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German-Jewish Feminism in the Twentieth Century
Rabbi Walter Plaut and the 1961 Freedom Ride
The Second Robbery: Aryanization and Restitution of Jewish Property in Austria
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The papers of the economist Edna E. Ehrlich (1919-2015) contain documents of her personal life, her professional development and her philanthropic interests. Early in her studies at Brooklyn College in the early 1940s she met the Austrian refugee economist Otto Ehrlich. She married Otto Ehrlich in 1949. After she received her M.A. in economics from Columbia University in 1944, she entered the New York Federal Reserve Bank. The collections document her work as a specialist on the Asian markets during her 43-year career as a senior economist and international advisor at the Bank, only the second woman ever to serve later in her career as Senior Economist of the Research and Statistics Function division. She also worked as a consultant to the United Nations and during a leave of absence in the mid-1980s, as a consultant to the International Monetary Fund. She also taught as an adjunct professor at New York University and Columbia University and founded her own international consulting firm after her retirement from the Federal Reserve. Due to her interests in Asian music, she founded the East-West Music Exchange Association in 1996 and remained active in the music and economics communities until her death in 2015.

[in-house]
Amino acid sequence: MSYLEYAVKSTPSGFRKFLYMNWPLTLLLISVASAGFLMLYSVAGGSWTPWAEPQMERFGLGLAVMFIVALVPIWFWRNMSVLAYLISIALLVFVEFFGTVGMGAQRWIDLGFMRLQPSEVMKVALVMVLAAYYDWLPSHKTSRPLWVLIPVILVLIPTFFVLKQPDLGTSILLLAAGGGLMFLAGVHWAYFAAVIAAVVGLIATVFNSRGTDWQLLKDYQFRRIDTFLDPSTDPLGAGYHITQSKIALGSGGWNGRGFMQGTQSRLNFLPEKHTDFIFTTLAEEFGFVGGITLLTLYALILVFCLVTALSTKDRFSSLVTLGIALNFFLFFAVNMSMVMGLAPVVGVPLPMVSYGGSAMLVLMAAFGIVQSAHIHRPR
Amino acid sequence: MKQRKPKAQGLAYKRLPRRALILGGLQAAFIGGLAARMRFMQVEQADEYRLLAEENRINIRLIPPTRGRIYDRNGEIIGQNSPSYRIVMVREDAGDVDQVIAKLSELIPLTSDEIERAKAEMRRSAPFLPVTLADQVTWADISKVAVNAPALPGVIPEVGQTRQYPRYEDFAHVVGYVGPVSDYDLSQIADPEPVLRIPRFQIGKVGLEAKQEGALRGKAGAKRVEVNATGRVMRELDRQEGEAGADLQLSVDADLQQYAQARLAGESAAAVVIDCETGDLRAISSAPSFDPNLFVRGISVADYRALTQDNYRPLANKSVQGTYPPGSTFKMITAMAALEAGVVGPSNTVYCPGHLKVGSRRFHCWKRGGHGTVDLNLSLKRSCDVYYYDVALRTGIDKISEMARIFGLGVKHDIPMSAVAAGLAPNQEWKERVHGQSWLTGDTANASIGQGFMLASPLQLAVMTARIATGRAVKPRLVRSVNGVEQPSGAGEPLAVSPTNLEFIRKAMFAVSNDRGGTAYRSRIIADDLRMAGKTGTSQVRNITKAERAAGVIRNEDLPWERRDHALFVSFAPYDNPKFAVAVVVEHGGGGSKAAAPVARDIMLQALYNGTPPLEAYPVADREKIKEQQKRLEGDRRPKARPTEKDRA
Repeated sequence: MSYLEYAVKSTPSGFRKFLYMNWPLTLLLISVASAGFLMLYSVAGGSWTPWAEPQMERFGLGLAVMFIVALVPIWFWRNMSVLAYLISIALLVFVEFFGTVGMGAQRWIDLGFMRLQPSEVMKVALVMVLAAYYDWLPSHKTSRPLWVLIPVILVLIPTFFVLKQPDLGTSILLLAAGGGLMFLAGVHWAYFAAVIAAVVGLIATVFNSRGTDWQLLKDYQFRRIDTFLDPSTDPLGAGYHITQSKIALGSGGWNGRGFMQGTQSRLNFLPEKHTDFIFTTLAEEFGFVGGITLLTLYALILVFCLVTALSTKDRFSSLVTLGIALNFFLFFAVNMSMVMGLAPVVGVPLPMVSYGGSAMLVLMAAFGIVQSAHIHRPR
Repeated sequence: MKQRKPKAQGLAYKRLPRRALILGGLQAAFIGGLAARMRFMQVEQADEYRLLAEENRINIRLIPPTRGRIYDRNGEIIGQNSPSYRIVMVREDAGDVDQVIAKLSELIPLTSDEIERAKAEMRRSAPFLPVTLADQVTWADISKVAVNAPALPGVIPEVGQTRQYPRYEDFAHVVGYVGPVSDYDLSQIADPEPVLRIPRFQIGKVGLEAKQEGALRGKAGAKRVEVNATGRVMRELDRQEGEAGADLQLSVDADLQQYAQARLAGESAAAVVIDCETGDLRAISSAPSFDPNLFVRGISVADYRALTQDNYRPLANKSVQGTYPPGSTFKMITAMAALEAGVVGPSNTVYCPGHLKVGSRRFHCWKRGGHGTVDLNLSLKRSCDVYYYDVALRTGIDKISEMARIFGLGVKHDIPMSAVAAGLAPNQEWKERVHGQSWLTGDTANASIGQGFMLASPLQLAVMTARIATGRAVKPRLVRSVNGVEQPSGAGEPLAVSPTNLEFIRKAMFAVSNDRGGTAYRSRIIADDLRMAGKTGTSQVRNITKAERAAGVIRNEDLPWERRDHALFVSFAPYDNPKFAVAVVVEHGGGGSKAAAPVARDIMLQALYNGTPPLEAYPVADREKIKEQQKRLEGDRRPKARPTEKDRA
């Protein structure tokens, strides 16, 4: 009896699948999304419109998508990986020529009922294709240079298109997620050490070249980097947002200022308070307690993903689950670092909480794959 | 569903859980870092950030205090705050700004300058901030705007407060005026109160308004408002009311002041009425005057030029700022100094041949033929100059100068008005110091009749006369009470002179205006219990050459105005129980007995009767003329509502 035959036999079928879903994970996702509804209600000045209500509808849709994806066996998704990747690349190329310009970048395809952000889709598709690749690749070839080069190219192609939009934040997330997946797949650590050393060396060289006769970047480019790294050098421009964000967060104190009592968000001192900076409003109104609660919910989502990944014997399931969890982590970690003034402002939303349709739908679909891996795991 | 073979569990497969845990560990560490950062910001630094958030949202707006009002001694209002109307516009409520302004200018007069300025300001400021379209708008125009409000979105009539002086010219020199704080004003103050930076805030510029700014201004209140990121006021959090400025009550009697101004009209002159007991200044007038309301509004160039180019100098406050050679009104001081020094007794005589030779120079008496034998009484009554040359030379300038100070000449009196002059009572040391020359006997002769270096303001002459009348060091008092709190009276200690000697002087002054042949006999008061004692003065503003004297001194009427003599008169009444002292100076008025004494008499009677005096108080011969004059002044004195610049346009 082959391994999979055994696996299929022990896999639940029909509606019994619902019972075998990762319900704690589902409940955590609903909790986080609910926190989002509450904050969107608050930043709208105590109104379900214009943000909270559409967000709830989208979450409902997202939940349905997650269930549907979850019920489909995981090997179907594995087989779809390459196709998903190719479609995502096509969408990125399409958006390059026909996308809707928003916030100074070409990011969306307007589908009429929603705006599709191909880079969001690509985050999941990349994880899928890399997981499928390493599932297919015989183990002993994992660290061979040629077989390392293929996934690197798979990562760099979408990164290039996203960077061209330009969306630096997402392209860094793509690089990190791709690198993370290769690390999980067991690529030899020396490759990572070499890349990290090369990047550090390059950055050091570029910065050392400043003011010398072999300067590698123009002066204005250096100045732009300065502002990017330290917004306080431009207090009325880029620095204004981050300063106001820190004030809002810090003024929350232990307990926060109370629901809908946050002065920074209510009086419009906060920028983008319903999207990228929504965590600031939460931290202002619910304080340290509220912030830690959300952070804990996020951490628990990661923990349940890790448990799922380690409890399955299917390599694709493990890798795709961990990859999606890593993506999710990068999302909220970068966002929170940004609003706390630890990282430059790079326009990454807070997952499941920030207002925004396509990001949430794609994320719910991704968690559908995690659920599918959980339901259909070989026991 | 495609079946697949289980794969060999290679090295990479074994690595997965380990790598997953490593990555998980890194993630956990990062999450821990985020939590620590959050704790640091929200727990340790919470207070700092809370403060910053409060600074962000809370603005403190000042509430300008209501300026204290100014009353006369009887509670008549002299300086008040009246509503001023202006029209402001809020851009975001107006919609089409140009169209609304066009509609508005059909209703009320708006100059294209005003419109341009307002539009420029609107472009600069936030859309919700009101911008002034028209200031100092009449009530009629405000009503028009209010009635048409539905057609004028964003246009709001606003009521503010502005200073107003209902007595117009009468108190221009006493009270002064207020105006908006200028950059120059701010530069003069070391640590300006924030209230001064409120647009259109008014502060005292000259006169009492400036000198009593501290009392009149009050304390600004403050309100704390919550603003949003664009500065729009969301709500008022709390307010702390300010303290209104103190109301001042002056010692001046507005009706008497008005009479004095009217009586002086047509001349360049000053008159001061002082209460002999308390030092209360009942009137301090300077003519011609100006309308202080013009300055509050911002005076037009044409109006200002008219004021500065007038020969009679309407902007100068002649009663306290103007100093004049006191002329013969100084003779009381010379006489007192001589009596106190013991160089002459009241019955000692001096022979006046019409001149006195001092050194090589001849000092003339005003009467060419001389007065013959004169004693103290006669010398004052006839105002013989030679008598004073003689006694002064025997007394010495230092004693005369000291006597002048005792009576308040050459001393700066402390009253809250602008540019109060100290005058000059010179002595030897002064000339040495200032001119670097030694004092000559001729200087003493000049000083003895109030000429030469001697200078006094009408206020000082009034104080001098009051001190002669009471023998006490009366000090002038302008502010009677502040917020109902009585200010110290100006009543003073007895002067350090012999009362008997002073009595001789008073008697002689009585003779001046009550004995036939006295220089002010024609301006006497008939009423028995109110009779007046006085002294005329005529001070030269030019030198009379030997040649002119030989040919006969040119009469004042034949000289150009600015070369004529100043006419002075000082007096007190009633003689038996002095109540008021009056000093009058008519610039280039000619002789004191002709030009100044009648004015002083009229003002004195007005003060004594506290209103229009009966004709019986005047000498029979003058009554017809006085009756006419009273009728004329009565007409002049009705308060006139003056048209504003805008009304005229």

The LBI Archives contain three collections that hold documents related to Edna Ehrlich. The Edna Ehrlich Papers (call number AR 25639) is the largest of these, with more than 31 linear feet of material about her. This collection includes documentation of her professional work and development as an economist and specialist in the field of Asian markets, as well as documents that pertain to her personal life and philanthropic interests, especially her interest in and support of Asian musicians. A second collection of her papers is the addenda collection Edna Ehrlich Collection: Personal Life, Professional Work and Music Interests (call number AR 25697). This collection of 3 linear feet contains further documentation of Edna Ehrlich, with a focus on her personal life, her work supporting the East-West Music Exchange Association, and a smaller amount of professional papers. A third collection, the Otto H. Ehrlich Collection (call number AR 25192) holds the papers of Edna Ehrlich's husband, the economist Otto Ehrlich. His collection, of more than ten linear feet, includes a small series that pertains to Edna Ehrlich's work as well as material on the couple's family life. Much of this collection centers on Otto Ehrlich's own professional work, especially his work as a professor of economics, with material relating to his teaching, research, and writing, among other topics.